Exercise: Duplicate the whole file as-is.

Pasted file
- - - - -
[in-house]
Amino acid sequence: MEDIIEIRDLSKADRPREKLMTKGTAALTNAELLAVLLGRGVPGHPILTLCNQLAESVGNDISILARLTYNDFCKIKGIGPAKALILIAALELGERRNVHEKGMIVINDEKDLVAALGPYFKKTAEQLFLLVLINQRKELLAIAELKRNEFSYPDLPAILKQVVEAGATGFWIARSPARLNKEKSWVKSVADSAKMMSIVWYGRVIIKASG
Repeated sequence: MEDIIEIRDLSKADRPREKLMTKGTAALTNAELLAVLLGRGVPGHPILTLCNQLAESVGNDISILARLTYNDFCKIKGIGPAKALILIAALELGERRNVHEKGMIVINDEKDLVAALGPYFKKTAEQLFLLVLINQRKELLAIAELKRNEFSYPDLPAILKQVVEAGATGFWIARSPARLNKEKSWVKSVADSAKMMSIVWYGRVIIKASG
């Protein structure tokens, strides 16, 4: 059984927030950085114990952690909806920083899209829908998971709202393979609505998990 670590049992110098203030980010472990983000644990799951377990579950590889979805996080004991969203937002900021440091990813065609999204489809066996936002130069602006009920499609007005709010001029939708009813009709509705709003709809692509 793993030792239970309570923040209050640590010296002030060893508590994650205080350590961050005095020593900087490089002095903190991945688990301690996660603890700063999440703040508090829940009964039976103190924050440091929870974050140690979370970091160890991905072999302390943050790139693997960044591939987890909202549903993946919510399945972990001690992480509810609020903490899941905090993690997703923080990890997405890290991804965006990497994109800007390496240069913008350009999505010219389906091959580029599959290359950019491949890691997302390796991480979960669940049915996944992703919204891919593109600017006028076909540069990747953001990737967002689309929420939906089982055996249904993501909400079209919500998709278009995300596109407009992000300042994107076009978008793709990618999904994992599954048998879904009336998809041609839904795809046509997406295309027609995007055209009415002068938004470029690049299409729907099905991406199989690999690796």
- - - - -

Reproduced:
[in-house]
Amino acid sequence: MEDIIEIRDLSKADRPREKLMTKGTAALTNAELLAVLLGRGVPGHPILTLCNQLAESVGNDISILARLTYNDFCKIKGIGPAKALILIAALELGERRNVHEKGMIVINDEKDLVAALGPYFKKTAEQLFLLVLINQRKELLAIAELKRNEFSYPDLPAILKQVVEAGATGFWIARSPARLNKEKSWVKSVADSAKMMSIVWYGRVIIKASG
Repeated sequence: MEDIIEIRDLSKADRPREKLMTKGTAALTNAELLAVLLGRGVPGHPILTLCNQLAESVGNDISILARLTYNDFCKIKGIGPAKALILIAALELGERRNVHEKGMIVINDEKDLVAALGPYFKKTAEQLFLLVLINQRKELLAIAELKRNEFSYPDLPAILKQVVEAGATGFWIARSPARLNKEKSWVKSVADSAKMMSIVWYGRVIIKASG
């Protein structure tokens, strides 16, 4: 059984927030950085114990952690909806920083899209829908998971709202393979609505998990 670590049992110098203030980010472990983000644990799951377990579950590889979805996080004991969203937002900021440091990813065609999204489809066996936002130069602006009920499609007005709010001029939708009813009709509705709003709809692509 793993030792239970309570923040209050640590010296002030060893508590994650205080350590961050005095020593900087490089002095903190991945688990301690996660603890700063999440703040508090829940009964039976103190924050440091929870974050140690979370970091160890991905072999302390943050790139693997960044591939987890909202549903993946919510399945972990001690992480509810609020903490899941905090993690997703923080990890997405890290991804965006990497994109800007390496240069913008350009999505010219389906091959580029599959290359950019491949890691997302390796991480979960669940049915996944992703919204891919593109600017006028076909540069990747953001990737967002689309929420939906089982055996249904993501909400079209919500998709278009995300596109407009992000300042994107076009978008793709990618999904994992599954048998879904009336998809041609839904795809046509997406295309027609995007055209009415002068938004470029690049299409729907099905991406199989690999690796």